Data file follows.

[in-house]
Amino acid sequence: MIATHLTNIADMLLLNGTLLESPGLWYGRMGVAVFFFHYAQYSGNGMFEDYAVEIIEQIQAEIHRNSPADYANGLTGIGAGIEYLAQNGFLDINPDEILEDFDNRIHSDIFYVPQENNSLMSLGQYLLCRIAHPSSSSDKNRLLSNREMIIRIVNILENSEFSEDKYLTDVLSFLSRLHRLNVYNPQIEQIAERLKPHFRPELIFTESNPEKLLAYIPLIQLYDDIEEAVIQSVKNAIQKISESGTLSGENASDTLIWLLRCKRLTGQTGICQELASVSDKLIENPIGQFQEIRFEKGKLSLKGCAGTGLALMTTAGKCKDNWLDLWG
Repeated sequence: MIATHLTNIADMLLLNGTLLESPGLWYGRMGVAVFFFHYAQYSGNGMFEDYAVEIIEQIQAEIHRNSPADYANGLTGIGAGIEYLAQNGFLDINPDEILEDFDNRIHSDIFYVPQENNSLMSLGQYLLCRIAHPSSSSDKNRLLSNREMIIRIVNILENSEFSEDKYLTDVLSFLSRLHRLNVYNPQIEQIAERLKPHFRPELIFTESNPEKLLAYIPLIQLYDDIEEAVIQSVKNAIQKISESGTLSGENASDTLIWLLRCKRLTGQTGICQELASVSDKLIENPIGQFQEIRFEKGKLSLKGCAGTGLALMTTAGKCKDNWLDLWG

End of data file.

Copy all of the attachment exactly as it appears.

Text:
[in-house]
Amino acid sequence: MIATHLTNIADMLLLNGTLLESPGLWYGRMGVAVFFFHYAQYSGNGMFEDYAVEIIEQIQAEIHRNSPADYANGLTGIGAGIEYLAQNGFLDINPDEILEDFDNRIHSDIFYVPQENNSLMSLGQYLLCRIAHPSSSSDKNRLLSNREMIIRIVNILENSEFSEDKYLTDVLSFLSRLHRLNVYNPQIEQIAERLKPHFRPELIFTESNPEKLLAYIPLIQLYDDIEEAVIQSVKNAIQKISESGTLSGENASDTLIWLLRCKRLTGQTGICQELASVSDKLIENPIGQFQEIRFEKGKLSLKGCAGTGLALMTTAGKCKDNWLDLWG
Repeated sequence: MIATHLTNIADMLLLNGTLLESPGLWYGRMGVAVFFFHYAQYSGNGMFEDYAVEIIEQIQAEIHRNSPADYANGLTGIGAGIEYLAQNGFLDINPDEILEDFDNRIHSDIFYVPQENNSLMSLGQYLLCRIAHPSSSSDKNRLLSNREMIIRIVNILENSEFSEDKYLTDVLSFLSRLHRLNVYNPQIEQIAERLKPHFRPELIFTESNPEKLLAYIPLIQLYDDIEEAVIQSVKNAIQKISESGTLSGENASDTLIWLLRCKRLTGQTGICQELASVSDKLIENPIGQFQEIRFEKGKLSLKGCAGTGLALMTTAGKCKDNWLDLWG